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June 22, 2011

UN report says 80 per cent of world\’s refugees live in poor countries

UN report says 80 per cent of world’s refugees live in poor countries

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Wednesday, June 22, 2011

UNHCR aid delivered to Kenya.
Image: DoD photo by: TSgt Steve Staedler.

Reflecting an “overwhelming imbalance”, the majority of the world’s forcibly displaced refugees have been taken in by poor, developing countries, not industrialized countries, according to the 2010 Global Trends report by the United Nations High Commissioner for Refugees (UNHCR) released on Monday. The report states that many of the poorest countries in the world have accommodated the largest numbers of refugees in absolute terms and also in proportion to their economies.

Nyanzale, in the Masisi, Congo refugee camp.
Image: Julien Harneis.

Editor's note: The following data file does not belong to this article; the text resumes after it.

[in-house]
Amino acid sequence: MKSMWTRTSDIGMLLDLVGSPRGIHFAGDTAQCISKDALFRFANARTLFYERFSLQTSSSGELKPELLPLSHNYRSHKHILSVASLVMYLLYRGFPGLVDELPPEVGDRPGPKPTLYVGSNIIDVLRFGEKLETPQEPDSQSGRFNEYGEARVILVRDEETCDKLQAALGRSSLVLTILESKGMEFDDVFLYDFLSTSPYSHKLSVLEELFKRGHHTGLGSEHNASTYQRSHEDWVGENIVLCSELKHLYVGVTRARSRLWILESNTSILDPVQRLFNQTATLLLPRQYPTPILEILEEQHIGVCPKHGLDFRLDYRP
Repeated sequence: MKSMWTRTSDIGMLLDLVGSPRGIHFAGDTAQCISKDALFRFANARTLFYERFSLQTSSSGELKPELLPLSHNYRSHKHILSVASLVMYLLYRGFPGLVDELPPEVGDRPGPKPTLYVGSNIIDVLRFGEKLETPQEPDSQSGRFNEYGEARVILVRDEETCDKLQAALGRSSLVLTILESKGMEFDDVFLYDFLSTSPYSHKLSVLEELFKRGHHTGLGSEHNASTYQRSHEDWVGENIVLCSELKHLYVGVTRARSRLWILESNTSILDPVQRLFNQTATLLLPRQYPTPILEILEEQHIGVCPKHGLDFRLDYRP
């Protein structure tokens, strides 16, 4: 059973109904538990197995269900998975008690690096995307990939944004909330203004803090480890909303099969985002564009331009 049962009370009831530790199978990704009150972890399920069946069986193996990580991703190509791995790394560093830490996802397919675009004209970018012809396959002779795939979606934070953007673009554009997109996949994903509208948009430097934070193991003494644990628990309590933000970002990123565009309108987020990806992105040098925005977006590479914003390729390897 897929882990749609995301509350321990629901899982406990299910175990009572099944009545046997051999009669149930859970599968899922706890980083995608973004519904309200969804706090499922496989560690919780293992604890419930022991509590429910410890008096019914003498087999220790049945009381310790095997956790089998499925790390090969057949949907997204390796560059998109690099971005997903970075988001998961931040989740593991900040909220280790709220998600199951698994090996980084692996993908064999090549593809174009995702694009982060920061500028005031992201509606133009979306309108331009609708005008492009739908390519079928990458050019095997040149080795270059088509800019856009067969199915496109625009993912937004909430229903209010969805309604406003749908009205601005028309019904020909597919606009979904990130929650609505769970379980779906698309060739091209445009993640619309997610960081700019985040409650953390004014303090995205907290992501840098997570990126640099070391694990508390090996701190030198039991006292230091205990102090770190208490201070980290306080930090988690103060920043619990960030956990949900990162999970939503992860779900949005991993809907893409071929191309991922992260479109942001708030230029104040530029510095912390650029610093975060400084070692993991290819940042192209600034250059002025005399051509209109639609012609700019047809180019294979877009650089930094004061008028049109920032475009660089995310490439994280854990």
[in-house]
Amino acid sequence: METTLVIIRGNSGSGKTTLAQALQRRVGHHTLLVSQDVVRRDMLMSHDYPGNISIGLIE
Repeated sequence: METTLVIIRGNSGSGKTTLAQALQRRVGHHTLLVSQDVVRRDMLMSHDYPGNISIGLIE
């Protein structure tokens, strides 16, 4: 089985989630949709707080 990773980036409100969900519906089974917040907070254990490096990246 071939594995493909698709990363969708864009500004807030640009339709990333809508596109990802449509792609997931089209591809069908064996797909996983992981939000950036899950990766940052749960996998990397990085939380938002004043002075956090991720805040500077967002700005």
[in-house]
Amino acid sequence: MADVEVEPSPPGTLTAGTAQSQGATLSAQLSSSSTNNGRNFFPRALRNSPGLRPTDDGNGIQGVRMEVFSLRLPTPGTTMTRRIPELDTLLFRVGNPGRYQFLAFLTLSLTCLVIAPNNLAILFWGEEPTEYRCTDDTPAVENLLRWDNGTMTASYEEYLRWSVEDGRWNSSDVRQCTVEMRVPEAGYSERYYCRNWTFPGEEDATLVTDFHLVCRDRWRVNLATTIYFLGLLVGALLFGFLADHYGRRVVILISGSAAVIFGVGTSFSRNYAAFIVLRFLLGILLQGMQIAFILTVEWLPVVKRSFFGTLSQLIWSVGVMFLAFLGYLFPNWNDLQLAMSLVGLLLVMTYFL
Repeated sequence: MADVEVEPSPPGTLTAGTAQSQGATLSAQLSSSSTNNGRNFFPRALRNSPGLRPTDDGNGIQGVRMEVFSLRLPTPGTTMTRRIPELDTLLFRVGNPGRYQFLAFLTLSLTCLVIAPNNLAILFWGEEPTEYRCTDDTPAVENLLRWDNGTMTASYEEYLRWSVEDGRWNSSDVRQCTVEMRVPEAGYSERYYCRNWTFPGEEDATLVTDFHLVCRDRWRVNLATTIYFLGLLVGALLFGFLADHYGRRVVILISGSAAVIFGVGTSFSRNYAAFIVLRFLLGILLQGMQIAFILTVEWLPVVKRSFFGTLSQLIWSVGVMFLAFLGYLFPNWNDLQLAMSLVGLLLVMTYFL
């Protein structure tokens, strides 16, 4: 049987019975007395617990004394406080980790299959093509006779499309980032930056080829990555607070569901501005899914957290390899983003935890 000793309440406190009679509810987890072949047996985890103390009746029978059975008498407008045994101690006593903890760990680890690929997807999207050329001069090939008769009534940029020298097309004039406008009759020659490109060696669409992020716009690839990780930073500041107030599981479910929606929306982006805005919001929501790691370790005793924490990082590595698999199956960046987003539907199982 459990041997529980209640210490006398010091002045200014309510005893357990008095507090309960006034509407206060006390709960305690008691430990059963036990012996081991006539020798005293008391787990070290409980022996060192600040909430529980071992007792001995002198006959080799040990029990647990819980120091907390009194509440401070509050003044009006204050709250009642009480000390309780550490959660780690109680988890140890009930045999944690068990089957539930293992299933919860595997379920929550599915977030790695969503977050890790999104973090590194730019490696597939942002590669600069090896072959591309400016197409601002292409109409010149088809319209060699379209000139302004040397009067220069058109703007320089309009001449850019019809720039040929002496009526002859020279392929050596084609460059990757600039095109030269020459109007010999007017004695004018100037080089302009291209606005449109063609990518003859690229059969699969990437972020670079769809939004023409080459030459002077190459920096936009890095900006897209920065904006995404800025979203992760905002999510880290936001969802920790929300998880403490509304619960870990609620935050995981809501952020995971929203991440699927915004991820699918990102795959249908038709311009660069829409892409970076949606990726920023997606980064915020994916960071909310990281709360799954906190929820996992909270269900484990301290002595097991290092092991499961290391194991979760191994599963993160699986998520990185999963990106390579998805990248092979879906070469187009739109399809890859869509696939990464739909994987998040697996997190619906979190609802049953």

There were 43.7 million people displaced worldwide at the end of 2010, according to the report, more than half children. UNHCR works in over 120 countries and includes both refugees forced to flee a country as well as those forced out of areas in their own country. The global total is broken down into the following categories: 15.4 million refugees, 27.5 million internally displaced people, and another 840,000 people awaiting to be assigned to refugee status.

In addition, there are an estimated 12 million stateless people around the world; people who lack even the basic identity of a nationality. Since 2004, the reported numbers of stateless populations has steadily increased.